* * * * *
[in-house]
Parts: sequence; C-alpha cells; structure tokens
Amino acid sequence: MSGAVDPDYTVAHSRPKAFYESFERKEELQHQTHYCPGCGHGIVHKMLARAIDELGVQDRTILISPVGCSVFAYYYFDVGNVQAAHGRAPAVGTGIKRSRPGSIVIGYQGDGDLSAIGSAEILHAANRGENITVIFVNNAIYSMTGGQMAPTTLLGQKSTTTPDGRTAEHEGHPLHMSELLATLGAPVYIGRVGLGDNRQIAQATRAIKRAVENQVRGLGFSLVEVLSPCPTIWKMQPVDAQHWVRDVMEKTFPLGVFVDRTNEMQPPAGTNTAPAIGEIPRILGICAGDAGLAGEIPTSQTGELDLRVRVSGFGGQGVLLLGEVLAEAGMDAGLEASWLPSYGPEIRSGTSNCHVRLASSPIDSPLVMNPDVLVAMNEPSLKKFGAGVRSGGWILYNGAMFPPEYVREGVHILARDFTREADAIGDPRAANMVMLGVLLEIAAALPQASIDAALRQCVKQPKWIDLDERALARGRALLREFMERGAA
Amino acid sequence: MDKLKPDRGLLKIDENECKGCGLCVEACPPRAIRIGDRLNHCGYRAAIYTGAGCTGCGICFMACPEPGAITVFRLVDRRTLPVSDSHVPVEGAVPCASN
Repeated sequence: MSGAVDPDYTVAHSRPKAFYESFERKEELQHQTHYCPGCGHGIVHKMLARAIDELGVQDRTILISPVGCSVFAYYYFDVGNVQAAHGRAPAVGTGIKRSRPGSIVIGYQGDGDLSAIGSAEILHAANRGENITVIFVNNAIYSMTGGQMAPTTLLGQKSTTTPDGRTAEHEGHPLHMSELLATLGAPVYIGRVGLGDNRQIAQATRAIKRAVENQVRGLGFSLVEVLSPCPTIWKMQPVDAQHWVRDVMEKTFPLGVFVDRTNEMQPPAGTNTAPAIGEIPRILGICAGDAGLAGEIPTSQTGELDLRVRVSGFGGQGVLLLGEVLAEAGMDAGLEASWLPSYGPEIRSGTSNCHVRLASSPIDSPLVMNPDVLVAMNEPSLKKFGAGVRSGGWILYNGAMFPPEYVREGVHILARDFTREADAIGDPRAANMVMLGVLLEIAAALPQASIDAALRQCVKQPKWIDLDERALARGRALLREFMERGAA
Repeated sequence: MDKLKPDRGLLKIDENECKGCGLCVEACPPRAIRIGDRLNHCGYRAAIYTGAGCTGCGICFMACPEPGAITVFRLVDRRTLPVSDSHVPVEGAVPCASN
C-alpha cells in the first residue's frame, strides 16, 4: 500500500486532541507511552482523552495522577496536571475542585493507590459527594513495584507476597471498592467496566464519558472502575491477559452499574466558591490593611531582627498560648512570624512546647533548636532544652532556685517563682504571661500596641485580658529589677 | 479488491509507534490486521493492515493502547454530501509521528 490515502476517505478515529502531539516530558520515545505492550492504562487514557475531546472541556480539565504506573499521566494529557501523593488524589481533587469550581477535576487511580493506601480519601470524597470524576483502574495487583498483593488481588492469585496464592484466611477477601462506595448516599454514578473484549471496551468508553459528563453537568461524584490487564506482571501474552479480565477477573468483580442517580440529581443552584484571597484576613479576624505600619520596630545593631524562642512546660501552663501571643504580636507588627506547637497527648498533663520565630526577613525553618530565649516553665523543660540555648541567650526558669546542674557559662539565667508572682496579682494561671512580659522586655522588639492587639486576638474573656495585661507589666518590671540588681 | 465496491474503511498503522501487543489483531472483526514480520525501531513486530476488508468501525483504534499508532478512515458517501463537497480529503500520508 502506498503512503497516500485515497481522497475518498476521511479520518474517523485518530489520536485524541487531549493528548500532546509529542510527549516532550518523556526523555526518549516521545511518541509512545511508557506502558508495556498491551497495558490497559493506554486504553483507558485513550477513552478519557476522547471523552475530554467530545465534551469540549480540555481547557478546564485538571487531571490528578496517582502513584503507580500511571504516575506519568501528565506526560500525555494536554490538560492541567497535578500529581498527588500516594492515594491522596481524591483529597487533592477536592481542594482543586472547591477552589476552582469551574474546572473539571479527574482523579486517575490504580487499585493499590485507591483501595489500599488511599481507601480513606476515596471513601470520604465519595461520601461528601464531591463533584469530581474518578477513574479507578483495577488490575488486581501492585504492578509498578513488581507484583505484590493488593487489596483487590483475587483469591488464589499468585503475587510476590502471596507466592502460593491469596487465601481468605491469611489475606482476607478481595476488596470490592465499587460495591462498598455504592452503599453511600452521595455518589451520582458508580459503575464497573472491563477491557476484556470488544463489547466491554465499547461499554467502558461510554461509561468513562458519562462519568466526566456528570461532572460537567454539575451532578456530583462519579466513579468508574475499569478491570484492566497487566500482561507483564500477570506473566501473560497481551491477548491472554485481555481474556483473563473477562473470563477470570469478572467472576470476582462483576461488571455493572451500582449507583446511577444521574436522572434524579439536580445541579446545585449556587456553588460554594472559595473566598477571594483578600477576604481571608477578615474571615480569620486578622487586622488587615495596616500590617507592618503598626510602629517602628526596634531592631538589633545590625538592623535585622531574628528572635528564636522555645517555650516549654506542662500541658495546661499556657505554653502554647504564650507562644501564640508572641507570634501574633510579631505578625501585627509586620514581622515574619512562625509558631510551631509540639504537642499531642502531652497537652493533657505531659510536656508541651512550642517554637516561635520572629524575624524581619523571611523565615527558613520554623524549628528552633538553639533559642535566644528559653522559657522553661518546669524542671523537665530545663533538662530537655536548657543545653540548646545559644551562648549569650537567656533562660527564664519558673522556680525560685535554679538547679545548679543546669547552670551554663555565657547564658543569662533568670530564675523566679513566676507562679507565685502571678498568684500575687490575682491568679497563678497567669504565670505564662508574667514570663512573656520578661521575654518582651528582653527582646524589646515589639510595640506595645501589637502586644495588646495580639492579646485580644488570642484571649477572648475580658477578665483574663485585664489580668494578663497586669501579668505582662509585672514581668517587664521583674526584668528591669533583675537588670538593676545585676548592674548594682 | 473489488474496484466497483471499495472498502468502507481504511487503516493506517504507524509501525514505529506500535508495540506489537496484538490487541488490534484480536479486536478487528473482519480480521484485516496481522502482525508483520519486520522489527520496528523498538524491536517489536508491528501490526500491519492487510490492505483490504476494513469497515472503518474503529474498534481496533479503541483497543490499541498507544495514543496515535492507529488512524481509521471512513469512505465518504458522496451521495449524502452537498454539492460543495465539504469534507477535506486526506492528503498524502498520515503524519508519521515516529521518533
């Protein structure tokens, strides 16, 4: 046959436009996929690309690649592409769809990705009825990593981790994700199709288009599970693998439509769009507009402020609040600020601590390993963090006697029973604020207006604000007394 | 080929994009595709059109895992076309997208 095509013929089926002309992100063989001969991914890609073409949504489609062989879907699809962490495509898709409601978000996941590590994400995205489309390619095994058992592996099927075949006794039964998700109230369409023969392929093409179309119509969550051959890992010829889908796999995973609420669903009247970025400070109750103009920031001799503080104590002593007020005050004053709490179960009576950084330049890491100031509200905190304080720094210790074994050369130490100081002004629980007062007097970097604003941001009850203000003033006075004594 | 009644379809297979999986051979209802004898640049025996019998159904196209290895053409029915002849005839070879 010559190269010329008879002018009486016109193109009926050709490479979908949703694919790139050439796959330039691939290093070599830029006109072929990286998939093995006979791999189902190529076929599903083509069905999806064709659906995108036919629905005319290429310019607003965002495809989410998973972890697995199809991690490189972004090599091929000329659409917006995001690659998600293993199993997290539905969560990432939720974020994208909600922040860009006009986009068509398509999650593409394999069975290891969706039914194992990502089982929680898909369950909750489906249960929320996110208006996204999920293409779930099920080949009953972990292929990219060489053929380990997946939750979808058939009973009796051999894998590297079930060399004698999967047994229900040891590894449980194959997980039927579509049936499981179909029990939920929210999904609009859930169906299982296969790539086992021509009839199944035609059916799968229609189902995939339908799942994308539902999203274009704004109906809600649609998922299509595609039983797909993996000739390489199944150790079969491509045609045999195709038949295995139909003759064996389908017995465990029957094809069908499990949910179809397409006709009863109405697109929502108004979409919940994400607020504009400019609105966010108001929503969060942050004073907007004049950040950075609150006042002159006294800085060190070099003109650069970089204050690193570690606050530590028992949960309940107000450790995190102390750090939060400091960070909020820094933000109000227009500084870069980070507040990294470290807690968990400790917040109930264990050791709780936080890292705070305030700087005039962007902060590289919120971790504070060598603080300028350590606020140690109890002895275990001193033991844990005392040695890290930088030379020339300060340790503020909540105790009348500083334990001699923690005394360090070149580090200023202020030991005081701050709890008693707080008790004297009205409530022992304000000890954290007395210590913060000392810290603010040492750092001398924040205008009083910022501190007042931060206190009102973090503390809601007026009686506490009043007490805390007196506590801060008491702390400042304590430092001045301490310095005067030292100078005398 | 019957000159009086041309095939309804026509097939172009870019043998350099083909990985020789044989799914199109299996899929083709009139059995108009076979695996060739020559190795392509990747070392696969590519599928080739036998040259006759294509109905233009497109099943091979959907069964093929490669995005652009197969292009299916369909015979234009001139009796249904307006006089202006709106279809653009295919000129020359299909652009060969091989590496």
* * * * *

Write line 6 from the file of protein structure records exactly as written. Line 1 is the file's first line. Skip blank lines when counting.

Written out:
Repeated sequence: MDKLKPDRGLLKIDENECKGCGLCVEACPPRAIRIGDRLNHCGYRAAIYTGAGCTGCGICFMACPEPGAITVFRLVDRRTLPVSDSHVPVEGAVPCASN